Google may hate SEO software that hammers their servers, but they do like the SEO industry, just like the NHL likes fighting. A little fighting fills hockey arenas. Fighting in the organic results creates a little irrelevance that drives CTR's for paid links and Google's revenues.
You can read my argument here if interested:
I think the "Google likes irrelevance for profit" angle falls apart at first glance when you think about the fact that they kick spammy AdSense sites out of their SERPs but still allow them to stay in the AdSense program
Google loves PR, yes... so SEO vs. Google is good for Google. Anyone who can get PR related to others trying to knock them down should be very very happy. It makes them look good. Just ask incrediBill.
The NHL doesn't like fighting as much as it likes money, so if there is a way to reduce fighting and still fill the seats with customers willing to buy six $8 beers each, they will. Hockey (the sport) is cleaning up from the bottom up (starting with kid's hockey) so after a while either pro hockey will be like pro wrestling, or there will be far fewer fights (of course the hockey parents may defeat the attempts to keep kid's hockey clean... always a good chance at that).
As Aaron suggests, Google not only likes money, it loves money. Whatever it takes.
I'm not saying they don't make some efforts and I think you know more about these efforts than I do Aaron. I don't think they want organic results in their SERP's that are completely irrelvant, just slightly less relevant than their paid listings.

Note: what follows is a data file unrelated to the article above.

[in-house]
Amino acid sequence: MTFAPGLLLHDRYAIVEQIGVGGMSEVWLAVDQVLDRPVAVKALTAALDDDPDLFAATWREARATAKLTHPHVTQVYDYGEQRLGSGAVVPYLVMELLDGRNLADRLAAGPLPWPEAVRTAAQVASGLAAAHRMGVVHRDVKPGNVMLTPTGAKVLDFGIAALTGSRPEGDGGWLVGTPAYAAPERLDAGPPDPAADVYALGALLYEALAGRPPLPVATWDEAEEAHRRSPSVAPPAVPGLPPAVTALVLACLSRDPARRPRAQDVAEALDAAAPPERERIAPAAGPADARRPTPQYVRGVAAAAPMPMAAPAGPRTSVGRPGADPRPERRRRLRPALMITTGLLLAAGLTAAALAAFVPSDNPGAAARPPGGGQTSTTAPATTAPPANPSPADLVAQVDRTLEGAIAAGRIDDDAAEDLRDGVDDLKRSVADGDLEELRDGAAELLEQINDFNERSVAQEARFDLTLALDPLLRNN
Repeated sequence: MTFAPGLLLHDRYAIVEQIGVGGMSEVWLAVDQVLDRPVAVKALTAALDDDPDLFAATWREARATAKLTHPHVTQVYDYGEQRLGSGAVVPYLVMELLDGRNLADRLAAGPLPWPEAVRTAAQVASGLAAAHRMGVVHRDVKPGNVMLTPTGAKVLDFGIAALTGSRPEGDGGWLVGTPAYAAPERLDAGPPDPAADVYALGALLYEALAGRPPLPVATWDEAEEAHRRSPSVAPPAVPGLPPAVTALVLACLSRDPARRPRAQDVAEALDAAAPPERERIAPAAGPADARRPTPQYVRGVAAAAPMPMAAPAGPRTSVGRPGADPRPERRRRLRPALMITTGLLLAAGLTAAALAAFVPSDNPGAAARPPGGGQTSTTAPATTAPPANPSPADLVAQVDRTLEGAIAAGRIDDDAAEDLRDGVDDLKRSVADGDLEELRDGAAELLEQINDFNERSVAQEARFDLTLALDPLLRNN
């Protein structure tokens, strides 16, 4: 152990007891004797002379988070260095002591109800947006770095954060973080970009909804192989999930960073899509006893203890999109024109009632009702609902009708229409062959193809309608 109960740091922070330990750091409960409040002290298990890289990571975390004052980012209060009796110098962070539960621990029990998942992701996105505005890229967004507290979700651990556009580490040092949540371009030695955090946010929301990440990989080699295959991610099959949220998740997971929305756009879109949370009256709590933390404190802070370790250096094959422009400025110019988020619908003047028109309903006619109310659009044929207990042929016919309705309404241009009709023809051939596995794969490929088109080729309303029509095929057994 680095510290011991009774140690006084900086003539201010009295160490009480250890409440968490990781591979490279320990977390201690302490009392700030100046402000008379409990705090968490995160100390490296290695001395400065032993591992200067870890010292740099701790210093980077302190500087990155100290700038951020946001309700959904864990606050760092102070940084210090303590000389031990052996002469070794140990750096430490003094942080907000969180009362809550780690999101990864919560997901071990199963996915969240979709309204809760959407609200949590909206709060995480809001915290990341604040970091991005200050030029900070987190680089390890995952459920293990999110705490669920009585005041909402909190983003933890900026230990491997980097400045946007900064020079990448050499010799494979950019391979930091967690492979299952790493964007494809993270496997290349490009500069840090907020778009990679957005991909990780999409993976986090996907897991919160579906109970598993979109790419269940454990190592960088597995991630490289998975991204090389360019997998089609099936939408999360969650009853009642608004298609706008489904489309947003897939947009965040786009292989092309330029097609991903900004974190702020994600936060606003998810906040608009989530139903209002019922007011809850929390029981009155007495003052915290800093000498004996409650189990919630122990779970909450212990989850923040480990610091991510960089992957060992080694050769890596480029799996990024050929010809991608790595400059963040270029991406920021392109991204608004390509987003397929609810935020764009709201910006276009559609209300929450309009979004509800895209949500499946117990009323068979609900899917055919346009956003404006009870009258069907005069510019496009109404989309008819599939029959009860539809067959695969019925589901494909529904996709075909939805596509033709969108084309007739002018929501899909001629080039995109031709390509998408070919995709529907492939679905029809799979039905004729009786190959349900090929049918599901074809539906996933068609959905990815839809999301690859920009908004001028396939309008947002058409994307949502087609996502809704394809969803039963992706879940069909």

If Google's organic results were perfect for commercial terms, no one would click their ads. Don't they have a really strong incentive to allow some irrelevance in their SERP's?
Don't they have a really strong incentive to allow some irrelevance in their SERP's?
It's subjective. I am sure you and i and everyone else can pinpoint numerous niches where such a thing does not happen at all.
Maybe at a certain higher level competition niches or terms ?
Ah, I think you have the answer, but the wrong approach.
How do you make the organic listings irrelevant to commercial queries? Not by letting junky sites rank at the top, but by giving queries an informational bias.
slide the search bar to the right (toward research) and the results start to look a bit more like Google than Yahoo!.
Interesting Aaron. Is that because legitimate links (favored by ranking algorithms) are generated more on informational pages? Maybe another way they accomplish organic irrelevance for someone wanting to get out their credit card . . .
That said, I have a problem with the way webmasters and SEO's pros have to optimize a site to get it listed in the organic results. Look at a search in Google on "printer cartridges" for example. The paid links up top are clean, with a perfect crisp message. Because of the system, the SEO optimized organic results are let in, but they are displayed in a jumbled mess (lots of titles, confusing descriptions, etc.) I think Google loves this.
the stars and other random characters in the top organic serps are because site owners WANTED them to display like that. Sometimes I make page titles like that just to be a smart ass or goof around.
I think part of the informational bias is related to how quality links are cast, but as you can see from checking Yahoo! Mindset both Google and Yahoo! chose what they want to count and how much...there is a desire to make the results look cerain ways.
Yahoo! has tons of internal content so they want you to read content on Yahoo!'s properties, so they don't care if there is a bit of commercial bias to their results. Google is the other way around.